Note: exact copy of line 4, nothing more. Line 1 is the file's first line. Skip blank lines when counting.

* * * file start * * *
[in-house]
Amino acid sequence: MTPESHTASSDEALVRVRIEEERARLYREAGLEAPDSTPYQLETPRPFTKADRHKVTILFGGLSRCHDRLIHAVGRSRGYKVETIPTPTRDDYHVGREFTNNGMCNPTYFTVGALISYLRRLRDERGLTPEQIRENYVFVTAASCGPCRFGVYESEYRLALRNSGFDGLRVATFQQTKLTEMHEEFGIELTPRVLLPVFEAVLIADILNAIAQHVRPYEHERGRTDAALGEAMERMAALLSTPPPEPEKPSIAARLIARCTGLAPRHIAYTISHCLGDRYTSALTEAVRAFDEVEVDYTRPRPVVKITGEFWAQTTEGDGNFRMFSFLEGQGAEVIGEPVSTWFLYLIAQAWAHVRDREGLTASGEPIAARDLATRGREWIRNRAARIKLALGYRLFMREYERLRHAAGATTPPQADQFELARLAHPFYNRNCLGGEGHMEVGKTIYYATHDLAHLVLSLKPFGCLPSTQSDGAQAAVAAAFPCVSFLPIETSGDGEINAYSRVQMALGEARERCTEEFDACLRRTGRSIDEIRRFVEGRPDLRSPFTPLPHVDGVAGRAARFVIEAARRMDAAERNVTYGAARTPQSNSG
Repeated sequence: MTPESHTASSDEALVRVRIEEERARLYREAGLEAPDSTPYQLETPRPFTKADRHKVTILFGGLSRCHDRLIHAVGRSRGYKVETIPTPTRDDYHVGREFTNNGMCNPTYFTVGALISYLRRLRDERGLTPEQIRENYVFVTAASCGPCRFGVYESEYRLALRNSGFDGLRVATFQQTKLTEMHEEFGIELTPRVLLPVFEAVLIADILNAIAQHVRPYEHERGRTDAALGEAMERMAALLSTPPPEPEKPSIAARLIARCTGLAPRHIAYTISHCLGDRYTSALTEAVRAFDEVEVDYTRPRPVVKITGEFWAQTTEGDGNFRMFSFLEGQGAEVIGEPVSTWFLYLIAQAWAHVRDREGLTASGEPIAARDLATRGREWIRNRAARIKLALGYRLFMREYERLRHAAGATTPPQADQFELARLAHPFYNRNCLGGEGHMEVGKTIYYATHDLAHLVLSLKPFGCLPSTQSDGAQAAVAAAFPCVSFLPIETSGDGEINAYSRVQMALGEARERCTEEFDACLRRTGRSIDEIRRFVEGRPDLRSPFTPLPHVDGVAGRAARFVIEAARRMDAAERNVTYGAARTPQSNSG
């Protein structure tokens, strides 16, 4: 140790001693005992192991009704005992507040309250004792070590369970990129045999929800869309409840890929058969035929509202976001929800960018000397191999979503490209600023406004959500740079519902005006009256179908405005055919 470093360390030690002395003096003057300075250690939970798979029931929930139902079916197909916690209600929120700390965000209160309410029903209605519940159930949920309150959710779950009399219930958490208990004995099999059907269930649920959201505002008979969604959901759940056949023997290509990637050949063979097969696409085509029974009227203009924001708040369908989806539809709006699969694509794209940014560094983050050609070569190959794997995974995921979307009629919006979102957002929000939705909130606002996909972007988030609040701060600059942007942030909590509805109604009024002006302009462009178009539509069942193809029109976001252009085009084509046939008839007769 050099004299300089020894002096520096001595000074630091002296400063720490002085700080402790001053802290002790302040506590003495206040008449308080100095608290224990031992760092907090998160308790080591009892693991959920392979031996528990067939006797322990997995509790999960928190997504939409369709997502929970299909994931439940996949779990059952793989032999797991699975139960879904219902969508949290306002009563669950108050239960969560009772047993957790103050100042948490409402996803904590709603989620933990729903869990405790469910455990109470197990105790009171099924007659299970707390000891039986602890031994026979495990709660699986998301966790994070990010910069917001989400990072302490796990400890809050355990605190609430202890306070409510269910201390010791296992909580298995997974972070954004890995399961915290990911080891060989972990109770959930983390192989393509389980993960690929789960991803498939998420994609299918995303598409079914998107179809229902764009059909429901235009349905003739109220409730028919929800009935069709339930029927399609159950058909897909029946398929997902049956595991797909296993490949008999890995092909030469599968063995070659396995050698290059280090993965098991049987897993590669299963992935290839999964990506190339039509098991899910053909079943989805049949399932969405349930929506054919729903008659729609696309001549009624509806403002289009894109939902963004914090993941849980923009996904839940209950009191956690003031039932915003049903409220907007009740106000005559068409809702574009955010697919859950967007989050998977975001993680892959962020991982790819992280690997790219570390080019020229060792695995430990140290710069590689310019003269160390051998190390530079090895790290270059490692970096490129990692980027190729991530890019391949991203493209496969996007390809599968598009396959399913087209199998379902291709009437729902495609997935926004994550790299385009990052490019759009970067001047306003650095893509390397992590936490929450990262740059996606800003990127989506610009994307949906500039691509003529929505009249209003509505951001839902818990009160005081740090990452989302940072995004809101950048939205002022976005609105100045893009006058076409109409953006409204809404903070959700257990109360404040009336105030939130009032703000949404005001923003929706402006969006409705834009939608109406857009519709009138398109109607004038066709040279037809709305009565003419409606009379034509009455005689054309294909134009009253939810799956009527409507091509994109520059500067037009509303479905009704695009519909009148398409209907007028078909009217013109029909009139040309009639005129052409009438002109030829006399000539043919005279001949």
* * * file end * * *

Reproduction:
């Protein structure tokens, strides 16, 4: 140790001693005992192991009704005992507040309250004792070590369970990129045999929800869309409840890929058969035929509202976001929800960018000397191999979503490209600023406004959500740079519902005006009256179908405005055919 470093360390030690002395003096003057300075250690939970798979029931929930139902079916197909916690209600929120700390965000209160309410029903209605519940159930949920309150959710779950009399219930958490208990004995099999059907269930649920959201505002008979969604959901759940056949023997290509990637050949063979097969696409085509029974009227203009924001708040369908989806539809709006699969694509794209940014560094983050050609070569190959794997995974995921979307009629919006979102957002929000939705909130606002996909972007988030609040701060600059942007942030909590509805109604009024002006302009462009178009539509069942193809029109976001252009085009084509046939008839007769 050099004299300089020894002096520096001595000074630091002296400063720490002085700080402790001053802290002790302040506590003495206040008449308080100095608290224990031992760092907090998160308790080591009892693991959920392979031996528990067939006797322990997995509790999960928190997504939409369709997502929970299909994931439940996949779990059952793989032999797991699975139960879904219902969508949290306002009563669950108050239960969560009772047993957790103050100042948490409402996803904590709603989620933990729903869990405790469910455990109470197990105790009171099924007659299970707390000891039986602890031994026979495990709660699986998301966790994070990010910069917001989400990072302490796990400890809050355990605190609430202890306070409510269910201390010791296992909580298995997974972070954004890995399961915290990911080891060989972990109770959930983390192989393509389980993960690929789960991803498939998420994609299918995303598409079914998107179809229902764009059909429901235009349905003739109220409730028919929800009935069709339930029927399609159950058909897909029946398929997902049956595991797909296993490949008999890995092909030469599968063995070659396995050698290059280090993965098991049987897993590669299963992935290839999964990506190339039509098991899910053909079943989805049949399932969405349930929506054919729903008659729609696309001549009624509806403002289009894109939902963004914090993941849980923009996904839940209950009191956690003031039932915003049903409220907007009740106000005559068409809702574009955010697919859950967007989050998977975001993680892959962020991982790819992280690997790219570390080019020229060792695995430990140290710069590689310019003269160390051998190390530079090895790290270059490692970096490129990692980027190729991530890019391949991203493209496969996007390809599968598009396959399913087209199998379902291709009437729902495609997935926004994550790299385009990052490019759009970067001047306003650095893509390397992590936490929450990262740059996606800003990127989506610009994307949906500039691509003529929505009249209003509505951001839902818990009160005081740090990452989302940072995004809101950048939205002022976005609105100045893009006058076409109409953006409204809404903070959700257990109360404040009336105030939130009032703000949404005001923003929706402006969006409705834009939608109406857009519709009138398109109607004038066709040279037809709305009565003419409606009379034509009455005689054309294909134009009253939810799956009527409507091509994109520059500067037009509303479905009704695009519909009148398409209907007028078909009217013109029909009139040309009639005129052409009438002109030829006399000539043919005279001949």